Woking & Sam Beare Hospices Case Study
About the organisation
Woking and Sam Beare Hospices (WSBH) provide palliative and end of life care for local people in the North West Surrey area. The hospices together employ approximately 250 staff, but there are also a large number of volunteers (800+) who assist with the work of the hospices in a variety of roles, some of which require access to ICT systems. In addition to the hospice sites (which incorporate the administrative office), WSBH also has a warehouse based in Knaphill and approximately 17 shops situated throughout Surrey.
At the time WSBH approached Adapta, they were about to embark on a period of major change. In particular, they were planning for relocation to a new single hospice site together with other associated developments such as potentially significant developments in their marketing and communications strategy. They were receiving IT support from two separate outsourced IT service providers, one assisting with management and support of clinical systems and network, and the other supporting the administrative systems and network. They knew there were opportunities to use their IT systems more effectively and they wanted to obtain independent, impartial advice to help them plan what they should do next. As the organisation works very closely with parts of the NHS, there were some particularly demanding IT requirements – for example, needing to provide staff with access to the NHS secure network for the purposes of sharing patient information, but also needing to provide all staff with access to WSBH systems such as email and the hospices’ own files, folders and applications. This was a particularly challenging issue that needed to be considered in the IT planning, because there would effectively be two networks that also had to deal with NHS restrictions and protocols that were not easily compatible. In addition, the current support services contracts were coming to an end, and the hospices were unsure of what resources they currently had, due partly (at the time) to not having in-house IT expertise.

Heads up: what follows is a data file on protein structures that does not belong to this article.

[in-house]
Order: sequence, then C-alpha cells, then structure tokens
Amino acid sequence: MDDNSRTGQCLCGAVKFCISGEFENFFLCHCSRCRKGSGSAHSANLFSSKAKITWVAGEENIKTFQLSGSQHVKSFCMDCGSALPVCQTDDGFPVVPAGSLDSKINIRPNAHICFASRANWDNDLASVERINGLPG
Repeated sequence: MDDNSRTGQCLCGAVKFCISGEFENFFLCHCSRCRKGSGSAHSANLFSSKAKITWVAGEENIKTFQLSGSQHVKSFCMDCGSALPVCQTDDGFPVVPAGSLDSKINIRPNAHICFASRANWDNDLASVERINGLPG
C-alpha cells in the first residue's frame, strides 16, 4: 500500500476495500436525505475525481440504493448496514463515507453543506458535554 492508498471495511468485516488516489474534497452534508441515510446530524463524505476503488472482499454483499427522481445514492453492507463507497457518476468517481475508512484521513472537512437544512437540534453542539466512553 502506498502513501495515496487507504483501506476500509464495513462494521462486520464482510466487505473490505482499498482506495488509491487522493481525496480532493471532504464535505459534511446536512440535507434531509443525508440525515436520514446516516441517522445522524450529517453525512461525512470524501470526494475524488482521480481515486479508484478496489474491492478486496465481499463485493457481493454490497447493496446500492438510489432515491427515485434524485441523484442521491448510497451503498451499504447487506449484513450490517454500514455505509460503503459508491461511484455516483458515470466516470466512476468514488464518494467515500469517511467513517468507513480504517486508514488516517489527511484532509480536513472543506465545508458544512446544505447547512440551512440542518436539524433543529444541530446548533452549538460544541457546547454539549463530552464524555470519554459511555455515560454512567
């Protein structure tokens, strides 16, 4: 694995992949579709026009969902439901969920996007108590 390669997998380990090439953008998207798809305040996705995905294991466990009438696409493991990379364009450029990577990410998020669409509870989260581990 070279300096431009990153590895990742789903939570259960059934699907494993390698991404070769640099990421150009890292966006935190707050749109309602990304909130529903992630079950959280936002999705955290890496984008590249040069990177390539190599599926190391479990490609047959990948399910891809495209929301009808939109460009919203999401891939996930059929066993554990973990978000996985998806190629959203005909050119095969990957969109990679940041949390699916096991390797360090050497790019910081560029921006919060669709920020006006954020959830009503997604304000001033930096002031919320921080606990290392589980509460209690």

We started by gathering the information we needed mostly through interviewing staff from the administrative and clinical sides, and we gathered and reviewed comprehensively other background information so we knew as much as possible about the organisation, its requirements and the current provision. This stage of our work focused not just on identifying the current issues, but also very much on future needs and requirements and how those would be best supported. Change and new developments were happening throughout the period of the review, so we also played a key role in the IT steering group meetings. As the project developed we presented back to the steering group findings and conclusions and then later developed a set of recommendations in a manageable road-map format that included quick wins as well as long-term solutions. We explained how they would support overall organisational objectives, what likely time frames would be, cost and resource requirements, the advantages, potential downsides and risks and enabled them to make fully informed decisions. Despite the challenges presented by the requirements to tie in the secure NHS access with the hospices’ own systems, Adapta identified a number of viable options to help them work out the best solution. We were mindful to ensure also that the hospices would be properly resourced to carry forward the recommendations and to have a level of in-house IT expertise that would provide sustainable advantage in the longer-term. As a result, the hospices were able to recruit in a short space of time a highly-experienced and knowledgeable in-house IT manager and had selected an IT support partner that could provide in-depth technical support and also help with specific projects such as the preparatory work for moving to a new integrated IT infrastructure at their new premises.